Several news agencies, including the World Nuclear News, reported last week that a 78 month jail sentence has been received by Walter Cardin, a former Safety Manager, for deliberately falsifying workplace injury records. Cardin was previously employed by a subsidiary of Shaw Group, Stone and Webster Construction. Stone and Webster had been contracted by the Tennessee Valley Authority (TVA), a US government corporation, to provide maintenance and repair services at two nuclear sites. Services included construction work for a restart of a facility. Reportedly, Cardin provided false and misleading information about worker injuries at the facilities, which was then used by Stone and Webster to collect safety bonuses of over $2.5 million from the TVA.
The corporation repaid the bonuses, and then some, to the US government as part of a civil settlement over the false claims and contract fraud in early 2009. Cardin proceeded to trial.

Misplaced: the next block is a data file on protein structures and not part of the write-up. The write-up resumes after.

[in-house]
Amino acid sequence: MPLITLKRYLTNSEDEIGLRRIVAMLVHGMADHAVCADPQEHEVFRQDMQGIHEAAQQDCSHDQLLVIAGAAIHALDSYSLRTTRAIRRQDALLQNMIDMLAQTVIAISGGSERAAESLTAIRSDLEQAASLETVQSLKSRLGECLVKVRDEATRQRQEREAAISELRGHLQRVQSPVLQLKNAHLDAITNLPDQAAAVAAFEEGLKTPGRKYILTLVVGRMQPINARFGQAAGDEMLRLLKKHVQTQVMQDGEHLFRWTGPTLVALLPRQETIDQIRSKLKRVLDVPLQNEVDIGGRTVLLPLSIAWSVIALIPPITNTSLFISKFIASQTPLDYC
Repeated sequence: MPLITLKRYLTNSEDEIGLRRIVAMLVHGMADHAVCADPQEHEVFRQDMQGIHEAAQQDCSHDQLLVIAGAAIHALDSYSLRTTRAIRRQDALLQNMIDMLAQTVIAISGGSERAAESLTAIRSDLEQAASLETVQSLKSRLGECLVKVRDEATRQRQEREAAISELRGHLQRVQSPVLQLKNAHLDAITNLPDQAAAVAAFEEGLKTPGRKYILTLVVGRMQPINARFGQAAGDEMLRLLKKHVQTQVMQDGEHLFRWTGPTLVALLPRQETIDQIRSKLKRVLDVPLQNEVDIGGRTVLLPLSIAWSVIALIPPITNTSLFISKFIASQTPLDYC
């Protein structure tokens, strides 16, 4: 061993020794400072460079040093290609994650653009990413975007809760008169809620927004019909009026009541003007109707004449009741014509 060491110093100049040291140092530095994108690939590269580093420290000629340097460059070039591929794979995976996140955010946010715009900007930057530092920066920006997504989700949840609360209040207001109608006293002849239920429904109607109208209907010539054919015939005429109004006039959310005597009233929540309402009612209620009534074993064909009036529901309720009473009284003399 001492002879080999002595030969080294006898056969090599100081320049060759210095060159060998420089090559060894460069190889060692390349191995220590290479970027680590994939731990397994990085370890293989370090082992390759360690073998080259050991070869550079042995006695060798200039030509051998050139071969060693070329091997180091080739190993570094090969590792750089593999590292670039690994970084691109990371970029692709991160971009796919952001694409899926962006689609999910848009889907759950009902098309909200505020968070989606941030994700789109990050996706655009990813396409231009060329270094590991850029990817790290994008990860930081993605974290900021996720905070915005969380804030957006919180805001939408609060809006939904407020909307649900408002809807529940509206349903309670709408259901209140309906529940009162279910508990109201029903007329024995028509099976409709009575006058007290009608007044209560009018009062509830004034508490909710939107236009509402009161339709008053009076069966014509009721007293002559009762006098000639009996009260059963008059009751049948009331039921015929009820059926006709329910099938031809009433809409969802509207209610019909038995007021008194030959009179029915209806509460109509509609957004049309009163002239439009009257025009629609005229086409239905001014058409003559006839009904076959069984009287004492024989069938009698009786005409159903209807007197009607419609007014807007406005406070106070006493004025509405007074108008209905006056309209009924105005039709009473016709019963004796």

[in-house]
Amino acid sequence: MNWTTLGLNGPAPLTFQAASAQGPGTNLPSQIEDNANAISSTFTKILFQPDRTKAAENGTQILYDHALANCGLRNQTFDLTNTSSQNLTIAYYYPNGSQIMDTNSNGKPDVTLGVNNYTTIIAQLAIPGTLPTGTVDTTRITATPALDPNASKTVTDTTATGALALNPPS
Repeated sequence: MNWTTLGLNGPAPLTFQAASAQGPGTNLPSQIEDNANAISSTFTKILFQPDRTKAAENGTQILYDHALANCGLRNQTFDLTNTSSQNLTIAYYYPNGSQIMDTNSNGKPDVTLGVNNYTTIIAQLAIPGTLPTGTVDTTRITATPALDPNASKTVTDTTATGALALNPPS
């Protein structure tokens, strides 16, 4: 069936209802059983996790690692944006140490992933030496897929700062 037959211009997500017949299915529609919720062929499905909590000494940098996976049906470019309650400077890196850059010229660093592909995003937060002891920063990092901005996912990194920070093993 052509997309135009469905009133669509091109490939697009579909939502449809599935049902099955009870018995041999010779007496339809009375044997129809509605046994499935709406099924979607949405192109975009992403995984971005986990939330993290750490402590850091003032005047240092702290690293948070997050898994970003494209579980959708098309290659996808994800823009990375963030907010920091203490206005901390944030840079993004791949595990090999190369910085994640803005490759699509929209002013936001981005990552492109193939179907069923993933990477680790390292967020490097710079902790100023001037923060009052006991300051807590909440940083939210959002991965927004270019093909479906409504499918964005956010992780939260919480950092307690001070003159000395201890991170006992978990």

Cardin was convicted after a November 2012 jury trial of falsifying records. The court found that more than 80 injuries, involving broken bones, torn ligaments, and other injuries were not properly reported and employees were denied medical treatment or received delayed medical treatment as a result of the Safety Manager’s actions. He reportedly denied intentionally misclassifying the injuries and said he did not know safety bonuses were tied to his injury reports. Investigators found emails confirming the contrary. The Safety Manger’s sentence took into account a finding that he had obstructed the course of justice in the trial by denying his actions, despite evidence of the contrary. Prosecutors commented after the sentencing that the Safety Manager’s practices:
- affected the safety of the work environment of nuclear sites,
- resulted in employees becoming more reluctant to report injuries, employers failing to address safety issues at work sites, and
- employees working through medical conditions that created risks of additional injuries to themselves and others.